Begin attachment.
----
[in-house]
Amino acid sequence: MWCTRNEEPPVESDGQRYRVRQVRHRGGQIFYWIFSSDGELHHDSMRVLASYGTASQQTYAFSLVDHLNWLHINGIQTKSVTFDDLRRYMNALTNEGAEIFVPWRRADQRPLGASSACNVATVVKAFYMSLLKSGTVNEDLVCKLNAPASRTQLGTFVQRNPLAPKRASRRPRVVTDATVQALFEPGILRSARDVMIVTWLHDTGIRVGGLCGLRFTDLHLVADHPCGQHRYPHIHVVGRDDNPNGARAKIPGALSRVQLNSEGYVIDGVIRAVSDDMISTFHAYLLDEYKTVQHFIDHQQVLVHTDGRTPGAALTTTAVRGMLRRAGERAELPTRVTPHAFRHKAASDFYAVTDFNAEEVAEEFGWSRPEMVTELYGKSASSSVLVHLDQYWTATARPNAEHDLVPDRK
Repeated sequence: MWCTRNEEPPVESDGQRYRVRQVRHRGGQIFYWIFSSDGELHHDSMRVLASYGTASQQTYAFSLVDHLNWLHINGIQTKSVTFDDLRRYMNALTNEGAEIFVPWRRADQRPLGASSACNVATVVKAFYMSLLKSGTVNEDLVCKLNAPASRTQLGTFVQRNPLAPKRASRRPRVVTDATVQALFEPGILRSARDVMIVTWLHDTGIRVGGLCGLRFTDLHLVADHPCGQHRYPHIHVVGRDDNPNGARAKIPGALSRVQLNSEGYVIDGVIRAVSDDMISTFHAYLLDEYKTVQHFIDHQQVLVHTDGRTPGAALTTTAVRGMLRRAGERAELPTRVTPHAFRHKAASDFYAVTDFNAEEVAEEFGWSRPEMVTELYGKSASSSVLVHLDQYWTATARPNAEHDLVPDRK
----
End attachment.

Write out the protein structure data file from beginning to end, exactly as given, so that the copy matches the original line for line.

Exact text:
[in-house]
Amino acid sequence: MWCTRNEEPPVESDGQRYRVRQVRHRGGQIFYWIFSSDGELHHDSMRVLASYGTASQQTYAFSLVDHLNWLHINGIQTKSVTFDDLRRYMNALTNEGAEIFVPWRRADQRPLGASSACNVATVVKAFYMSLLKSGTVNEDLVCKLNAPASRTQLGTFVQRNPLAPKRASRRPRVVTDATVQALFEPGILRSARDVMIVTWLHDTGIRVGGLCGLRFTDLHLVADHPCGQHRYPHIHVVGRDDNPNGARAKIPGALSRVQLNSEGYVIDGVIRAVSDDMISTFHAYLLDEYKTVQHFIDHQQVLVHTDGRTPGAALTTTAVRGMLRRAGERAELPTRVTPHAFRHKAASDFYAVTDFNAEEVAEEFGWSRPEMVTELYGKSASSSVLVHLDQYWTATARPNAEHDLVPDRK
Repeated sequence: MWCTRNEEPPVESDGQRYRVRQVRHRGGQIFYWIFSSDGELHHDSMRVLASYGTASQQTYAFSLVDHLNWLHINGIQTKSVTFDDLRRYMNALTNEGAEIFVPWRRADQRPLGASSACNVATVVKAFYMSLLKSGTVNEDLVCKLNAPASRTQLGTFVQRNPLAPKRASRRPRVVTDATVQALFEPGILRSARDVMIVTWLHDTGIRVGGLCGLRFTDLHLVADHPCGQHRYPHIHVVGRDDNPNGARAKIPGALSRVQLNSEGYVIDGVIRAVSDDMISTFHAYLLDEYKTVQHFIDHQQVLVHTDGRTPGAALTTTAVRGMLRRAGERAELPTRVTPHAFRHKAASDFYAVTDFNAEEVAEEFGWSRPEMVTELYGKSASSSVLVHLDQYWTATARPNAEHDLVPDRK